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Building Muscle & Rapport Between Parents & Teens!

What better way to build a rapport between parents and young adults than working out together at the gym? Find out why and what exercises you can do together...

By: Tiffany Rae

[ Part 1 ] [ Part 2 ]

    Special thanks to Brian Posten and his son Matthew for taking pictures for the article. Thanks for setting great example.

Are any parents wondering what to do with their teenagers? Has X-Box, Playstation, the Internet and television taken over? It is true, I consider myself part of the "older generation" that used to play outside and I still do. Children and teenagers are no longer playing kick the can, hide and seek or hopscotch.

As a high school teacher and coach, I see inactivity so often. So when do young adults exercise? When do you talk to their teenagers about school, their hobbies, work or otherwise?

Believe it or not, soon these hard to control teens will be grown and out of the house.

What better way to build a rapport between parents and young adults than working out together at the gym? (Brian Posten and his son Matthew shown to right)


The Facts

We've heard the stats, but have you really taken notice? The Morbidity and Mortality Weekly Report from the Department of Health and Human Services indicates:

    In 2003, a total of 21.9% of high school students had smoked cigarettes during the 30 days preceding the survey; 78% had not eaten>5 servings a day of fruits and vegetables during the 7 days preceding the survey; 33.4% had participated in an insufficient amount of physical activity; and 13.5% were overweight. (MMWR 1).

The behavior for a healthy lifestyle starts now, for you and your children. Be sure your family is eating the right foods, not just proteins, but the healthy fresh vegetables and fruits that are necessary for our bodies' energy and upkeep.

Help young adults by modeling how one strives for goals. It will better not the parent's self-image, and build a positive image so many teens need and desire. Discuss your body, health and self-perception in a positive light so children and young adults learn to do the same.


What Can We Do?

The awkward time of growing, adjusting, and maturing is challenging. Learning to feel good about oneself is essential. So many times I have had students ask me what I eat, what exercises I do and how do I have so much energy. I show them, tell them and hopefully facilitate them on an active path.

Exercise is fun. Indeed, physical activity gives everyone energy and that can make us all be more productive at home, work and school.

If you aren't sure where to start once you both arrive at the gym, start with the basics.


Stretch: Legs, chest, arms, ankles, wrists and back.

Here are some examples stretches:

Chest - T-Stretch
While standing, extend arms out to your sides until they are parallel to the floor. Slowly, bring them back as far as you can and hold for 5-10 second.
Back - One arm-lat stretch
With one arm extended, grab onto something and tug back until you feel a stretch in your lats. Hold for 5-10 seconds.
Triceps - One-arm tricep stretch
With one of your arms bent behind your head so your elbow is facing towards the ceiling, pull towards the opposite arm until a stretch is felt in the triceps.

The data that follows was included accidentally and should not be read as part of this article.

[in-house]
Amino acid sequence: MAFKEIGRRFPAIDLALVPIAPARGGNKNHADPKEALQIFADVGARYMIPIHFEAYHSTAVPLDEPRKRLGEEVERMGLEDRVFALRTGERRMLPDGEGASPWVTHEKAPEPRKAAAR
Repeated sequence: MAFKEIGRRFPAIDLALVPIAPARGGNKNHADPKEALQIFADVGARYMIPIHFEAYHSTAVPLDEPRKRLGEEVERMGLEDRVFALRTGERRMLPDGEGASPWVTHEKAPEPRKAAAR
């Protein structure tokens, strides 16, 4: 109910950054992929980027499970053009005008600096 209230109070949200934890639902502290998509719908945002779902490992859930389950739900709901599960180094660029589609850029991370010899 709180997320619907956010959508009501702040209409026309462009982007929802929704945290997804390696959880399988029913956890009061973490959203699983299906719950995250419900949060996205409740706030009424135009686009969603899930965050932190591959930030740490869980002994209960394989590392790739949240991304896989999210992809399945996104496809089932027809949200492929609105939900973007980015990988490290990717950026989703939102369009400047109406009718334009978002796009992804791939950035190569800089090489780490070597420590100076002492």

Quads - One-leg back stretch
While standing, grab one of your feet and bring it behind you as far as possible until you feel a deep stretch in your quad and hold.
Hamstrings - Seated leg stretch
While sitting, extend one or both legs and while keeping your back straight, lean forward as far as you can so you feel a stretch in your hamstrings and hold for a few seconds.

For more stretches, check out Stretch For New Muscle Gains!


Warm Up Cardio: 15 minutes on the elliptical, bike or jogging.


Arms: Basic curls with dumbbells, bench press and push-ups.

    Dumbbell Bicep Curl:


    Brian Posten and his son Matthew.

    Barbell Bench Press:


    Brian Posten and his son Matthew.

    Push-Ups:


Legs: Squats, lunges and leg press

    Barbell Squats:

    DB Lunges:

    Leg Press:


    Brian Posten and his son Matthew.


Abs: 50 crunches, 25 reverse crunches, 25 crunches on ball

    Crunches:


    Brian Posten and his son Matthew.

    Reverse Crunches:

    Crunches On Ball:


But it is not just going to the gym. I see many fathers and sons playing basketball together, tennis or golf. Continue to enjoy exercising together.

Working with young adults daily is inspiring. Their eagerness to learn and their talent to teach, is truly amazing. It is important to spend time with your son or daughter. Let them see the discipline it takes to maintain a healthy diet and a steadfast workout regimen. Not only will you get a chance to visit and encourage each other, you will be helping out your son or daughter's self-esteem. They too can motivate and inspire with their energetic youth.

One imperative aspect is: children and adults alike need balance. Many teens I encounter today have had no guidance to basic conditioning, flexibility and nutrition. Be the excellent role model, while working on your body and you build strength through a positive rapport with your teen.

[ Part 1 ] [ Part 2 ]

Do You Workout With Your Son/Daughter?
Yes - I Love It.
No - It Is My Alone Time.
No - But I Am Going To Try Now!

Reference

  1. Centers for Disease and Control and Prevention. Surveillance Summaries. May 21, 2004, MMWR 2004: 53 (no. ss-2): [ Online ].

Building Muscle & Rapport Between Parents & Teens!
tiffany@tiffanyrae.net

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